A proposal by the Mount Pleasant Advisory Neighborhood Commission to ban the sale of beer by the bottle and liquor by the half-pint in its community has outraged business owners.
The proposal asks store owners to stop selling single bottles of beer 12 ounces or less and half pints of wine or liquor if they expect ANC support for renewal of their alcoholic beverage licenses, which expire Dec. 31. The ANC says the ban is necessary to fight the increasing incidence of public drunkenness in the area, but store owners say the elimination of the small sales would drive up prices and put them out of business.
"It's blackmail," said Herbert Lowey, owner of Kilbourne Liquor Store, 3174 Mount Pleasant St. NW. "If we don't sign this agreement with them, they said they'll be up at the ABC Board to complain when our licenses are up.
"The holidays are our busiest time," said Lowey, who has owned his store since 1967. "We don't have time to go down and be tied up in hearings. It's just not fair. Without the half-pint business, we may as well close our doors."
Advisory neighborhood commissioners are elected to advise city agencies on governmental policies that will effect their neighborhood.
An ANC can oppose the issuance or reissuance of a specific license, but the neighborhood groups cannot set policy, said Benjamin Johnson, head of the Business Regulation Administration of the D.C. Department of Consumer and Regulatory Affairs.
The ANC-1E newsletter, recently distributed to businesses and residences in the area, said, "Mount Pleasant ANC has received an alarming number of complaints about public drunkenness on Mount Pleasant Street and associated violent attacks on neighbors, litter and glass on the street and adjoining property . . . harassment of women . . . and physical obstruction of sidewalks by drunks. The ANC is currently designing a program to combat alcoholism and the above associated problems."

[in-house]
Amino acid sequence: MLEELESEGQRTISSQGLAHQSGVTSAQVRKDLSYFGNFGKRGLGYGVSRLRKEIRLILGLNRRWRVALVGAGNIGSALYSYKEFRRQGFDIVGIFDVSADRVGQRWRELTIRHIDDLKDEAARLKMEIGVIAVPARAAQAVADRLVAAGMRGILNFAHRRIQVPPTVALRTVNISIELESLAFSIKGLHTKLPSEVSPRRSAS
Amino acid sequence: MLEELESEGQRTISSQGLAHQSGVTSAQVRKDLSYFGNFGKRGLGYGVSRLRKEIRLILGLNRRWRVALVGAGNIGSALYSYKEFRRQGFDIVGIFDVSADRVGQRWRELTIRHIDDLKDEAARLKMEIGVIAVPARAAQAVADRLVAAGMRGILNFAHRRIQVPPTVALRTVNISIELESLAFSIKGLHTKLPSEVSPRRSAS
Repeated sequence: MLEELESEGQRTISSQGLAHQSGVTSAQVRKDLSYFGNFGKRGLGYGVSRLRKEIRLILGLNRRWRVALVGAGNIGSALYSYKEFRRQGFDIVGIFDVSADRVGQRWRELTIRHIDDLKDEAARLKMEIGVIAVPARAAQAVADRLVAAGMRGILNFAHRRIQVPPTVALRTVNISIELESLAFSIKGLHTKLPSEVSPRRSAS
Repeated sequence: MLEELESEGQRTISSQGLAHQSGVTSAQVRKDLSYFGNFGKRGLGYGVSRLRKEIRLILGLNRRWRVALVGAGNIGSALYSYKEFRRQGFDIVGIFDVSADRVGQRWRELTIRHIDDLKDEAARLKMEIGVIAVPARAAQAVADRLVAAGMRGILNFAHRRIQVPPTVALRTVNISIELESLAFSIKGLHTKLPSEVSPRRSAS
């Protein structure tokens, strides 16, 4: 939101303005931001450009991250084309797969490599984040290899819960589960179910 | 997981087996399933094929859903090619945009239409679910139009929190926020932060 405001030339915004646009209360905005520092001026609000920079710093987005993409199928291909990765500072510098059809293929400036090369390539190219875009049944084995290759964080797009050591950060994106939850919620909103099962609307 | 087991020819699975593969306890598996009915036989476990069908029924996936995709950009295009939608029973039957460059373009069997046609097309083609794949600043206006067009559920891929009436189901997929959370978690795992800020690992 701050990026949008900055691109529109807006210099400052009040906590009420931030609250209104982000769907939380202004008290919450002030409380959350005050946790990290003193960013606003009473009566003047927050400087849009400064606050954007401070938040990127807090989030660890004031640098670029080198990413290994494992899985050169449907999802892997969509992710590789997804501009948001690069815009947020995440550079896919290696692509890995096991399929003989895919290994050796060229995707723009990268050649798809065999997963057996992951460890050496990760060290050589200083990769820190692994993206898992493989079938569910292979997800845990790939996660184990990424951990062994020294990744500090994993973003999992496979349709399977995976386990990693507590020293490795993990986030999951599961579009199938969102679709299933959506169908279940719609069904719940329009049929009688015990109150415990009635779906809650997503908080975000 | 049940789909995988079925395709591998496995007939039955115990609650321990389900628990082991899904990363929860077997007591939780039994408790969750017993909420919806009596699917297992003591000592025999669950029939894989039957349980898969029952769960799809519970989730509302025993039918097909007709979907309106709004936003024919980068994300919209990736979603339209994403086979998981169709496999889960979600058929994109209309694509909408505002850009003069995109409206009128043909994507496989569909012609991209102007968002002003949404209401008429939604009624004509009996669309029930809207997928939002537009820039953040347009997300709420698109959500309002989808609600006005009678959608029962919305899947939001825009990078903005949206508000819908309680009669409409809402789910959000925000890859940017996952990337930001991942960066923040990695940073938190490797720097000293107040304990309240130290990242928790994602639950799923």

The newsletter also states, "The proposed policy sets out conditions a businesses must fulfill in order to gain ANC approval for its alcoholic beverage license."
Stanley Allen, chairman of ANC-1E, said of Mount Pleasant Street, "There are three liquor stores and 18 other businesses licensed to sell beer and wine on that street."
He added, "We're just trying to make the businesses more aware of the problem . . . . We know alcoholism is a social problem, but that is nothing we can legislate. I know some of the businesses feel threatened, but if they can better help, a lot of people who live in Mount Pleasant wouldn't be afraid to shop there."
But Lowey believes his fellow businessmen have already acted like good neighbors. "We've fenced the area, painted buildings, cleaned trash, done everything these people want, but there's just no satisfying them," he said.
"They want to turn Mount Pleasant into a Connecticut Avenue," Lowey said. "I think it's just another way of forcing low-income people out of here so they can raise the price and invest in the real estate. It's certainly not going to stop people from drinking on the sidewalks."
He added, "We're not just talking about the cheap liquor. The good liquor sells better in the half-pints around here. A half-pint of Remy Martin (a cognac) costs $8.99, but a fifth cost $25. Everybody can't afford a fifth, but they still might want good liquor."
William Stowell, owner of another Mount Pleasant Street market, said that the sale of single beers is the backbone of his business.
"I have to sell them cheap and don't make much of a profit," he said. "A six-pack of Heineken costs $5, but a single is $1. I make more profit off the six-pack when I sell it by the single."